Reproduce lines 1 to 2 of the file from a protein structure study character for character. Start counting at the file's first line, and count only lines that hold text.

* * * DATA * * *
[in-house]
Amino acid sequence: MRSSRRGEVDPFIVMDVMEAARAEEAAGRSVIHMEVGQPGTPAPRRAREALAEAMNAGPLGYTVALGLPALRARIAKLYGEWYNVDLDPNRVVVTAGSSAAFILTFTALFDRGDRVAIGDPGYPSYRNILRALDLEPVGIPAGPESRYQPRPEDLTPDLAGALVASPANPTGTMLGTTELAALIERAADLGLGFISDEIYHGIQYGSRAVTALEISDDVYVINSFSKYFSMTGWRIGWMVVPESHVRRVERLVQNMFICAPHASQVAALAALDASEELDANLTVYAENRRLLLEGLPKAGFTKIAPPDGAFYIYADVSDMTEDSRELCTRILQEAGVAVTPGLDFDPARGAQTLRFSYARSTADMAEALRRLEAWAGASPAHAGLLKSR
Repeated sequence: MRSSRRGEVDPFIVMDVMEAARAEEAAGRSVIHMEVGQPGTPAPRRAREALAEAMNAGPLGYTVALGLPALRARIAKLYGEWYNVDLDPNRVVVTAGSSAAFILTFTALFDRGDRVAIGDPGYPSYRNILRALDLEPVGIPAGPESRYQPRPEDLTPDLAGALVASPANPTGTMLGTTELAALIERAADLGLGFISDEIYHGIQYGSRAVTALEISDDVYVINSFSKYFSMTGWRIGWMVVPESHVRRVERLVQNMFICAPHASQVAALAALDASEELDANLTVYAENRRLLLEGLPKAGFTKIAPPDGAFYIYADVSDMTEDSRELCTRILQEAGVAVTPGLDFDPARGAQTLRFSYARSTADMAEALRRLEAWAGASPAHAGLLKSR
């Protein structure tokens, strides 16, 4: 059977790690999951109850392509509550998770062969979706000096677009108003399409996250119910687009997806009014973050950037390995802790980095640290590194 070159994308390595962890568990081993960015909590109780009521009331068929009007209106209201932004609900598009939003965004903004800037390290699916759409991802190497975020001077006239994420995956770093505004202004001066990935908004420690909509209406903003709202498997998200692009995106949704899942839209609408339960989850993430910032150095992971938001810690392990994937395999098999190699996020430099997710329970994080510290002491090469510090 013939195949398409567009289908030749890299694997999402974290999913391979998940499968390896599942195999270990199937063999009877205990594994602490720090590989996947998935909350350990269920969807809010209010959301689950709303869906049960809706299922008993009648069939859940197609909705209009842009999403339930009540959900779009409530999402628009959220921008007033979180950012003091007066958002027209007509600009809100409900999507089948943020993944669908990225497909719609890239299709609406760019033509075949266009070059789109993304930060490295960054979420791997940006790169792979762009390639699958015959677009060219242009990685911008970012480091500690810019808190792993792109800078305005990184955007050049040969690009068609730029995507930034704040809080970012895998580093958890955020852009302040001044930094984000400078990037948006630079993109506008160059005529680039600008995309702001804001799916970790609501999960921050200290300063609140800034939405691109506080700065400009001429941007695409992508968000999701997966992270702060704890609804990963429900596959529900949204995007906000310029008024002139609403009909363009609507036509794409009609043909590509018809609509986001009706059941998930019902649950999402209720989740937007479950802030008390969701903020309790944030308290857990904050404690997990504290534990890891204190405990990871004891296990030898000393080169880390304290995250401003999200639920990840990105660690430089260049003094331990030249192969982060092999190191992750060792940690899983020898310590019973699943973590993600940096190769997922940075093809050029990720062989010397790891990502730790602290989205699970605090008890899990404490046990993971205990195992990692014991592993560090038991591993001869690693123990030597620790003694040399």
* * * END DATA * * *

[in-house]
Amino acid sequence: MRSSRRGEVDPFIVMDVMEAARAEEAAGRSVIHMEVGQPGTPAPRRAREALAEAMNAGPLGYTVALGLPALRARIAKLYGEWYNVDLDPNRVVVTAGSSAAFILTFTALFDRGDRVAIGDPGYPSYRNILRALDLEPVGIPAGPESRYQPRPEDLTPDLAGALVASPANPTGTMLGTTELAALIERAADLGLGFISDEIYHGIQYGSRAVTALEISDDVYVINSFSKYFSMTGWRIGWMVVPESHVRRVERLVQNMFICAPHASQVAALAALDASEELDANLTVYAENRRLLLEGLPKAGFTKIAPPDGAFYIYADVSDMTEDSRELCTRILQEAGVAVTPGLDFDPARGAQTLRFSYARSTADMAEALRRLEAWAGASPAHAGLLKSR